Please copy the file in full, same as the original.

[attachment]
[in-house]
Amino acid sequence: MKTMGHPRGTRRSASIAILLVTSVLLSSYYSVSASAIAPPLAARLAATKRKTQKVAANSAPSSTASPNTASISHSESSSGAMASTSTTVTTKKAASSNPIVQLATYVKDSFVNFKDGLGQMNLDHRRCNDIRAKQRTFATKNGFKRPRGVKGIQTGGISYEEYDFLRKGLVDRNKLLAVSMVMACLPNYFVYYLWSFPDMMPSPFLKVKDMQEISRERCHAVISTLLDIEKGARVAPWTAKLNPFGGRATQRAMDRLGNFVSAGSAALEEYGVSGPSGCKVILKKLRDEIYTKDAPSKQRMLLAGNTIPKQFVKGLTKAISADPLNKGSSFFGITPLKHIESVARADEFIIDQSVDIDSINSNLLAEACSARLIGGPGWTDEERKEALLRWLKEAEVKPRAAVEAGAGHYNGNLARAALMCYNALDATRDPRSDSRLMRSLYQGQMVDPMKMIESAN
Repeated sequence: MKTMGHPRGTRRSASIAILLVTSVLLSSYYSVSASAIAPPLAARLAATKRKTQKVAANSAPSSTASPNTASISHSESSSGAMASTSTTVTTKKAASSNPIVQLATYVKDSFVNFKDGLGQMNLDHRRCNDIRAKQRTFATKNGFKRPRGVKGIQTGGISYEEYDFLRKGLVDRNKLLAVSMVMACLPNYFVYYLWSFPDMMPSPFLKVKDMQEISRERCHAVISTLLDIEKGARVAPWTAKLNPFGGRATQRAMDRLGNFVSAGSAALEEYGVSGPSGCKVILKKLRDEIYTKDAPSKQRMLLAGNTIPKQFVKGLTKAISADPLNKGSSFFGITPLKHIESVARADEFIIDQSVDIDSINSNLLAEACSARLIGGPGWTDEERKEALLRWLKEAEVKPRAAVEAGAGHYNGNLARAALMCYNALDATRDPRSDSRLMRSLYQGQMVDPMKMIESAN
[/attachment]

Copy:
[in-house]
Amino acid sequence: MKTMGHPRGTRRSASIAILLVTSVLLSSYYSVSASAIAPPLAARLAATKRKTQKVAANSAPSSTASPNTASISHSESSSGAMASTSTTVTTKKAASSNPIVQLATYVKDSFVNFKDGLGQMNLDHRRCNDIRAKQRTFATKNGFKRPRGVKGIQTGGISYEEYDFLRKGLVDRNKLLAVSMVMACLPNYFVYYLWSFPDMMPSPFLKVKDMQEISRERCHAVISTLLDIEKGARVAPWTAKLNPFGGRATQRAMDRLGNFVSAGSAALEEYGVSGPSGCKVILKKLRDEIYTKDAPSKQRMLLAGNTIPKQFVKGLTKAISADPLNKGSSFFGITPLKHIESVARADEFIIDQSVDIDSINSNLLAEACSARLIGGPGWTDEERKEALLRWLKEAEVKPRAAVEAGAGHYNGNLARAALMCYNALDATRDPRSDSRLMRSLYQGQMVDPMKMIESAN
Repeated sequence: MKTMGHPRGTRRSASIAILLVTSVLLSSYYSVSASAIAPPLAARLAATKRKTQKVAANSAPSSTASPNTASISHSESSSGAMASTSTTVTTKKAASSNPIVQLATYVKDSFVNFKDGLGQMNLDHRRCNDIRAKQRTFATKNGFKRPRGVKGIQTGGISYEEYDFLRKGLVDRNKLLAVSMVMACLPNYFVYYLWSFPDMMPSPFLKVKDMQEISRERCHAVISTLLDIEKGARVAPWTAKLNPFGGRATQRAMDRLGNFVSAGSAALEEYGVSGPSGCKVILKKLRDEIYTKDAPSKQRMLLAGNTIPKQFVKGLTKAISADPLNKGSSFFGITPLKHIESVARADEFIIDQSVDIDSINSNLLAEACSARLIGGPGWTDEERKEALLRWLKEAEVKPRAAVEAGAGHYNGNLARAALMCYNALDATRDPRSDSRLMRSLYQGQMVDPMKMIESAN